Kende looked at me in disbelief. "Why would that happen?" he asked. "There are some schools that just don't have enough books. There are others where teachers don't think their kids are smart enough to choose what to read. And there are others where kids aren't allowed to read books; they just do worksheets for homework!" Kende rolled his eyes, thinking I was telling stories!
I actually was telling a story. It's the same story that's been told for years. Heroically by teachers who offer their students choice, because they know that's such an important part in creating lifelong readers. Famously by Donalyn Miller and the authors of The Teacher You Want to Be, who remind us that authentic choice leads to engagement in reading. Infamously by our generation of students who grew up without choice, and who didn't identify with being readers. We only read books that would turn into book reports. We only identified with the color level of our SRA tests. Fortunately, this story has a much happier ending for many of our kids today!
He found this site, which explained that although tigers are apex predators, hunters at the top of the food chain, even they are killed sometimes when their territories overlap with those of other animals. He read on that sometimes their habitats overlap with the territories of hyenas, which can attack them. "Wait a second...hyenas and tigers? They don't live together."
"What words should we use to find out?" I asked. "Hyena...habitats." Sure enough, right here, he found that hyenas' habitats include forests and mountains, where there might be tigers! When their territories overlap, tigers might get eaten.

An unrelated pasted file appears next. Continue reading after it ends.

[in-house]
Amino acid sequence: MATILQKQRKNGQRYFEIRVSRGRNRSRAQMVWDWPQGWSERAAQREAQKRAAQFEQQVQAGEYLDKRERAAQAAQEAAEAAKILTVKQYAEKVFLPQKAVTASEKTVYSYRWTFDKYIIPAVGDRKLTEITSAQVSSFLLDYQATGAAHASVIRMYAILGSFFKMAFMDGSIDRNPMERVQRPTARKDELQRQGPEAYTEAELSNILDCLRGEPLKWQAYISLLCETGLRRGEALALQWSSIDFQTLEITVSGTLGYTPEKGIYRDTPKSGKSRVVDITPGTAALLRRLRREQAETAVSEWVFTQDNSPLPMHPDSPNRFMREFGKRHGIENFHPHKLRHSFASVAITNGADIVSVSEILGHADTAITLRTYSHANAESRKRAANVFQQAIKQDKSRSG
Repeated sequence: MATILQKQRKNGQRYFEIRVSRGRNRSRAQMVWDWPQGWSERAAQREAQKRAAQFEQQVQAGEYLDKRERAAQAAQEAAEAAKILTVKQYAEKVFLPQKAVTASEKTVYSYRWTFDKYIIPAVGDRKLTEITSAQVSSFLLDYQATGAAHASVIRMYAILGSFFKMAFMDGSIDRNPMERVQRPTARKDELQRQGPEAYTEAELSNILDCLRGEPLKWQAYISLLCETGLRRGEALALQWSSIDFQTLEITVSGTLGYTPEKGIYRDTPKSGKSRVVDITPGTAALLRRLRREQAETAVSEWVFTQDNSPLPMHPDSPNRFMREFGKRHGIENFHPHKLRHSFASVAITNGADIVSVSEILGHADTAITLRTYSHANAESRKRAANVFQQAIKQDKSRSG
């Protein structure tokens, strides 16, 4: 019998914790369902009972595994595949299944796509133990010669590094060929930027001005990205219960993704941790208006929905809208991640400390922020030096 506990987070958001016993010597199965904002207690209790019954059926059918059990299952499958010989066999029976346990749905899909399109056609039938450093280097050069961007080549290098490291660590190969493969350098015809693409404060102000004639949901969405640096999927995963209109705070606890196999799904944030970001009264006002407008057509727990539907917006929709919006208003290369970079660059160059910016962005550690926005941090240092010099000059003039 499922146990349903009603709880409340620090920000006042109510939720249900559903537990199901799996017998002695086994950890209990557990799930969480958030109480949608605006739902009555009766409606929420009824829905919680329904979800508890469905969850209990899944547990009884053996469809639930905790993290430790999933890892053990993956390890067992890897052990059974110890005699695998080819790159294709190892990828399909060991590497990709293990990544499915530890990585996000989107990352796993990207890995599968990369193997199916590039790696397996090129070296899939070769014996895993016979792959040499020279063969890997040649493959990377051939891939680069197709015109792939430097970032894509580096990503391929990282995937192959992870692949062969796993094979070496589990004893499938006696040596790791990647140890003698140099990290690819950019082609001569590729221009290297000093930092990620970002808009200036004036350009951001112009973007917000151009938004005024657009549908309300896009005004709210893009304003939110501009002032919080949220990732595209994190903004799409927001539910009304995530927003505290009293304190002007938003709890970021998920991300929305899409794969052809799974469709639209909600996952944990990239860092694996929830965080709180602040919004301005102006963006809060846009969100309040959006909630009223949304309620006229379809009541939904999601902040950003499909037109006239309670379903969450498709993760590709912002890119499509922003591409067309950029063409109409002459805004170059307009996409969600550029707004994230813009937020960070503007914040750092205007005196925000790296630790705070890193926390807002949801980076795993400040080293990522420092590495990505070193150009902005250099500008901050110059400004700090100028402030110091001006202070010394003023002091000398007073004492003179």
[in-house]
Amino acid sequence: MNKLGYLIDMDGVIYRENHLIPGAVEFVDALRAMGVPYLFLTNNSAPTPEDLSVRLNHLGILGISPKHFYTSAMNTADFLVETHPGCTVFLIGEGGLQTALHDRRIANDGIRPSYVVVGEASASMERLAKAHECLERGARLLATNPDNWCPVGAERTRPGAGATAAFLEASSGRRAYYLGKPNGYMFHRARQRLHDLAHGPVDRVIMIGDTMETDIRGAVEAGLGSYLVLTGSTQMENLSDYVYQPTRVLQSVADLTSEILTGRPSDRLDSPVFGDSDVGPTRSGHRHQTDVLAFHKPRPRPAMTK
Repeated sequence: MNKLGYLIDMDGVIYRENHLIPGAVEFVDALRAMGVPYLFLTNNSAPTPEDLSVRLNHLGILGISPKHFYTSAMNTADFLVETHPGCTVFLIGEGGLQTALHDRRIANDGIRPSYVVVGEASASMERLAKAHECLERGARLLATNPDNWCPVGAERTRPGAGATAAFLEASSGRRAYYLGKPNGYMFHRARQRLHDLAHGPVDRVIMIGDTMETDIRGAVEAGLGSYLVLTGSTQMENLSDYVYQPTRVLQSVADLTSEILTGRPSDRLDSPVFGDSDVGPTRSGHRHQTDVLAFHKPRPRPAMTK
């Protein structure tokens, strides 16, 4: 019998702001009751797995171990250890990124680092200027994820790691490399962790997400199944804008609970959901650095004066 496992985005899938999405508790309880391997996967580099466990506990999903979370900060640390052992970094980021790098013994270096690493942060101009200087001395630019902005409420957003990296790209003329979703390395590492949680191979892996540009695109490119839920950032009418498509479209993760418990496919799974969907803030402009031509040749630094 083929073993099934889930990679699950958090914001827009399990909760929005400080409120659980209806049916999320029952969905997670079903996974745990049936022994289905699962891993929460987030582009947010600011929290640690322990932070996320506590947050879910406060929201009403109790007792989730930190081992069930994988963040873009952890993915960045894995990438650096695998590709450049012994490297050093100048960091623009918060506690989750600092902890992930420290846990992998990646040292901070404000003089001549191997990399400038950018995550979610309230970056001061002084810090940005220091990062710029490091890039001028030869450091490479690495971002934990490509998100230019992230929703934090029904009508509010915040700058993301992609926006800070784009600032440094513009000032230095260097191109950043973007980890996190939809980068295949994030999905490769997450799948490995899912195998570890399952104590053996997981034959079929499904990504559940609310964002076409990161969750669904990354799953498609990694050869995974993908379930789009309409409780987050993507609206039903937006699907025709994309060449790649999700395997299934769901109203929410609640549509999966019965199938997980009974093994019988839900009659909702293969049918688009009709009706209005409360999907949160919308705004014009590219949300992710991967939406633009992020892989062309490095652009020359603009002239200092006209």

"Huh! What does that make you think, Kende?" I asked. Kind of puzzled, he wasn't sure what to say. "It seems like territory is important here," I told him. "Use that word and talk about this."
"It's like whoever's territory it is wins and can kill each other. The crocodile kills the tiger at the water. The tiger kills the crocodile on land." Yes! Kende synthesized this important information and used text evidence to support his thinking! He grew a new idea about the world of animals. Then he pushed the thought some more. "That doesn't make sense!" I asked him to explain.
He pulled up this video, which he had watched another day, in which a jaguar attacks a caiman right in the water, seemingly not the jaguar's territory, at least not as much as the caiman's. We grew the idea some more through conversation to arrive at the greater idea that maybe we have to redefine what the territory of the jaguar is, or maybe this is one big difference between the tiger and the jaguar. Now, neither of us is a zoologist, so our ideas might be debatable, but we are synthesizing, reading with our minds on fire! How many of our students are reading this actively in nonfiction...in 1st Grade much less? How could we create such engagement without partners to talk to, or without choice?
Thank you Mrs. Stanton and everyone at Lakeview for honoring student choice in reading! Thank you Kende, for having ideas about something you love, tigers, that push your dad to grow new ideas about something he loves, teaching! And thank you all for taking the time to read this!